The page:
1 | initial version |

Let me denote `2*(x^3-2)`

by `f`

and `sign(0.5*x+2.0)*abs(0.5*x+2.0)^(1/3)`

by `g`

.

Since `f`

and `g`

are inverse to each other, there is a symmetry of the whole graphs with respect to the line {x=y}, but you do not see it.

First, you need to have the same scale for x and y axes, you can get this by setting the option `aspect_ratio=1`

.

Second, you look at the interval [-4,0] for both functions while this interval is not invariant: `f([-4,0])`

is not equal to `[-4,0]`

, so the graph of `g`

on `[-4,0]`

has no reason to be symmetric of the graph of `f`

on `[-4,0]`

. If you want to see the symmetry, you need to plot the graph of `g`

on the image of `[-4,0]`

by `f`

.

```
sage: f = 2*(x^3-2)
sage: g = sign(0.5*x+2.0)*abs(0.5*x+2.0)^(1/3)
sage: f(-4)
-132
sage: f(0)
-4
sage: F = plot ((2*(x^3-2)),-4,0, aspect_ratio=1)
sage: G = plot(sign(0.5*x+2.0)*abs(0.5*x+2.0)^(1/3),-132,-4, aspect_ratio=1)
sage: F+G
```

So, you can see that `f:[-4,0] -> [-132,-4]`

is a bijection whose inverse is `g: [-132,-4] -> [-4,0]`

.

The plot is even nicer for the map `f:[-3,3] -> [-58,50]`

:

```
sage: f(-3)
-58
sage: f(3)
50
sage: F = plot ((2*(x^3-2)),-3,3, aspect_ratio=1)
sage: G = plot(sign(0.5*x+2.0)*abs(0.5*x+2.0)^(1/3),-58,50, aspect_ratio=1)
sage: F+G
```

Conclusion : maps are not only formulas, but require domain and codomain to be well defined !

2 | No.2 Revision |

Let me denote `2*(x^3-2)`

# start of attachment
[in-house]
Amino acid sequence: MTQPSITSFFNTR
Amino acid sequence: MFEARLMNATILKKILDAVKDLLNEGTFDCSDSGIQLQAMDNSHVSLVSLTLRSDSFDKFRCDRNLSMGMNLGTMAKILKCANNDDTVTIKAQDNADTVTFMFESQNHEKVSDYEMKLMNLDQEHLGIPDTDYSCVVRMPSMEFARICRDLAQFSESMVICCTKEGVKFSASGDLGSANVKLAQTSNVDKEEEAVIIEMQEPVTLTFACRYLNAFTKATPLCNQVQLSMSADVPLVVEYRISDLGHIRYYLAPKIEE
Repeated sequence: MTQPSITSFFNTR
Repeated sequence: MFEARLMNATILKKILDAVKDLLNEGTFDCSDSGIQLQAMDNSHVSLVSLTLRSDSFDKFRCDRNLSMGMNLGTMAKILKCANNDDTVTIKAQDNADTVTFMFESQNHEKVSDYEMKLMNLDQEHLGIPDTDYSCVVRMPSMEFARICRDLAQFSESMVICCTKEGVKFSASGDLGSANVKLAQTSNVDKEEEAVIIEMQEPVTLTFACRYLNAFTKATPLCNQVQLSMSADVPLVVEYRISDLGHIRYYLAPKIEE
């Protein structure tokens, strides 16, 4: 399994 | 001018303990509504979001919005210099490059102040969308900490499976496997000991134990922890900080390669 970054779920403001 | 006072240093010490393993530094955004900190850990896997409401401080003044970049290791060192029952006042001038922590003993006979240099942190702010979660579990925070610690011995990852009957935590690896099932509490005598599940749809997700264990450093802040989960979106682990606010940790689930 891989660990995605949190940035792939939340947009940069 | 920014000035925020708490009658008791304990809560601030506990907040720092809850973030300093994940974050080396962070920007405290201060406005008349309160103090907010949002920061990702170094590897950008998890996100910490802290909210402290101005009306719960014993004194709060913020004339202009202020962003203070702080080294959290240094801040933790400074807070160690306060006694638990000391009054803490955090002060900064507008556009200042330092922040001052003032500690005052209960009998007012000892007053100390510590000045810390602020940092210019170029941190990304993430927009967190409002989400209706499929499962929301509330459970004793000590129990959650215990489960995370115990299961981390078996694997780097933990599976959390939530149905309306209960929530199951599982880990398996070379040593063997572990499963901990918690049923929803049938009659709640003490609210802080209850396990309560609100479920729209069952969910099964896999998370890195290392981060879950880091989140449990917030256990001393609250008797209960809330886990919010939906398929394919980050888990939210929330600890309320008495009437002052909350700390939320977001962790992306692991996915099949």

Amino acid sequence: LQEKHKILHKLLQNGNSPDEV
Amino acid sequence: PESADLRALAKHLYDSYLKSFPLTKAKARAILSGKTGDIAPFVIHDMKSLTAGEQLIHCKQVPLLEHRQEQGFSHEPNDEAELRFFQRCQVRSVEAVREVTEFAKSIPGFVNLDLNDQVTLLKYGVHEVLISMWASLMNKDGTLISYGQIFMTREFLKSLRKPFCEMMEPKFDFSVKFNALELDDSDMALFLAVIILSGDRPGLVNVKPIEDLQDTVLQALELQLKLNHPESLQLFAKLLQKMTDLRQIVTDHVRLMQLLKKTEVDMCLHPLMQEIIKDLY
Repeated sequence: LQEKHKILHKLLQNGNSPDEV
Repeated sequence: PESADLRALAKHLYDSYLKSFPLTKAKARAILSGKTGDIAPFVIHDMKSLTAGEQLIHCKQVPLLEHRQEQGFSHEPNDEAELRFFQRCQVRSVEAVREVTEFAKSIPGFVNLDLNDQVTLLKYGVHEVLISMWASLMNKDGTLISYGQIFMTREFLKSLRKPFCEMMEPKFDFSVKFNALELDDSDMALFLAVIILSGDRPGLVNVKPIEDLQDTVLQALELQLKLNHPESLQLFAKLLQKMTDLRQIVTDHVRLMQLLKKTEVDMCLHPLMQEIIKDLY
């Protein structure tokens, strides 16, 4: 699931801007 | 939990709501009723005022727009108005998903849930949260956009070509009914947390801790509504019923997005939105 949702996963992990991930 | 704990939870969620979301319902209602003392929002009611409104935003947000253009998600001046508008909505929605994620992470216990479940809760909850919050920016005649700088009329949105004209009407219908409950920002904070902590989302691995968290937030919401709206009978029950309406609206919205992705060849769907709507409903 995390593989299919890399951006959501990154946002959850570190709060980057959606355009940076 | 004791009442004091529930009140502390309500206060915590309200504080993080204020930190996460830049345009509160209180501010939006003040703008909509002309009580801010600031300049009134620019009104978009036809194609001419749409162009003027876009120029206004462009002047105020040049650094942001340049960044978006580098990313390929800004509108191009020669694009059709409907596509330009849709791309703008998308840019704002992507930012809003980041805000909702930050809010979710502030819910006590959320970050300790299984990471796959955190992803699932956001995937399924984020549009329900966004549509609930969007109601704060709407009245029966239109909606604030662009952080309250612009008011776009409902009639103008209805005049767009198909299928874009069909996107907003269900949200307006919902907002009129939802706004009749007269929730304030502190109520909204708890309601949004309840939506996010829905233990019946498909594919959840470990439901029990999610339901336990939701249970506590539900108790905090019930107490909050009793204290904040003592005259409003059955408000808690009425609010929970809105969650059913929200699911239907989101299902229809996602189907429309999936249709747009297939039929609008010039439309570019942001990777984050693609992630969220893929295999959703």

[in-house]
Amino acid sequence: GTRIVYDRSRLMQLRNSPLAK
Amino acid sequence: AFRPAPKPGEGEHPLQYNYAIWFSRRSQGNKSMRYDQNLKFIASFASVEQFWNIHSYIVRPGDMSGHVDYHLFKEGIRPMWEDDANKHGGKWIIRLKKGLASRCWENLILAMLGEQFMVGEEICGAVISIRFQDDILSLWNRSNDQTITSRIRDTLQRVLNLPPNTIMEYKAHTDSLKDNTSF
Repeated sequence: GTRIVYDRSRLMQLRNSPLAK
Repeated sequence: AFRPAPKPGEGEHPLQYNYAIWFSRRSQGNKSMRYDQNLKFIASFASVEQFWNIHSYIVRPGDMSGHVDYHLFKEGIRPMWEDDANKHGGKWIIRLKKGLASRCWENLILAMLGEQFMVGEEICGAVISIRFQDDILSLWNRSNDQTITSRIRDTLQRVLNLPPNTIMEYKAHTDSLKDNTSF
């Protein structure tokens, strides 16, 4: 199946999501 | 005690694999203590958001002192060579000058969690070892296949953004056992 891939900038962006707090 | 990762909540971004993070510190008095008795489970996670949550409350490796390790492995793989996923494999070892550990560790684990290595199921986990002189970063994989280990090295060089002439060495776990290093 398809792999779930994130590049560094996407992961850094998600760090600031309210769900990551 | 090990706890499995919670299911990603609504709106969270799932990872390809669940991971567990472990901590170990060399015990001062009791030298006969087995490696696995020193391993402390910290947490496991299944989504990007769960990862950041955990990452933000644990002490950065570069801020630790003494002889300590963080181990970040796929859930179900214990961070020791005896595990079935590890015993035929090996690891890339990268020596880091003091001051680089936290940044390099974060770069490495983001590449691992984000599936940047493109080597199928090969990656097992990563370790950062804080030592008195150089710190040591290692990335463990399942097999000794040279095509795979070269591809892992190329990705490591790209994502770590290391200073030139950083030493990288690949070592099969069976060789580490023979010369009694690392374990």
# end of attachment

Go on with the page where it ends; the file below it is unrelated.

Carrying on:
by `f`

and `sign(0.5*x+2.0)*abs(0.5*x+2.0)^(1/3)`

by `g`

.

Since `f`

and `g`

are inverse to each ~~other, ~~other (on the whole real line), there is a symmetry of the whole graphs with respect to the line {x=y}, but you do not see it.

First, you need to have the same scale for x and y axes, you can get this by setting the option `aspect_ratio=1`

.

Second, you look at the interval [-4,0] for both functions while this interval is not invariant: `f([-4,0])`

is not equal to `[-4,0]`

, so the graph of `g`

on `[-4,0]`

has no reason to be symmetric of the graph of `f`

on `[-4,0]`

. If you want to see the symmetry, you need to plot the graph of `g`

on the image of `[-4,0]`

by `f`

.

```
sage: f = 2*(x^3-2)
sage: g = sign(0.5*x+2.0)*abs(0.5*x+2.0)^(1/3)
sage: f(-4)
-132
sage: f(0)
-4
sage: F = plot ((2*(x^3-2)),-4,0, aspect_ratio=1)
sage: G = plot(sign(0.5*x+2.0)*abs(0.5*x+2.0)^(1/3),-132,-4, aspect_ratio=1)
sage: F+G
```

So, you can see that `f:[-4,0] -> [-132,-4]`

is a bijection whose inverse is `g: [-132,-4] -> [-4,0]`

.

The plot is even nicer for the map `f:[-3,3] -> [-58,50]`

:

```
sage: f(-3)
-58
sage: f(3)
50
sage: F = plot ((2*(x^3-2)),-3,3, aspect_ratio=1)
sage: G = plot(sign(0.5*x+2.0)*abs(0.5*x+2.0)^(1/3),-58,50, aspect_ratio=1)
sage: F+G
```

Conclusion : maps are not only formulas, but require domain and codomain to be well defined !

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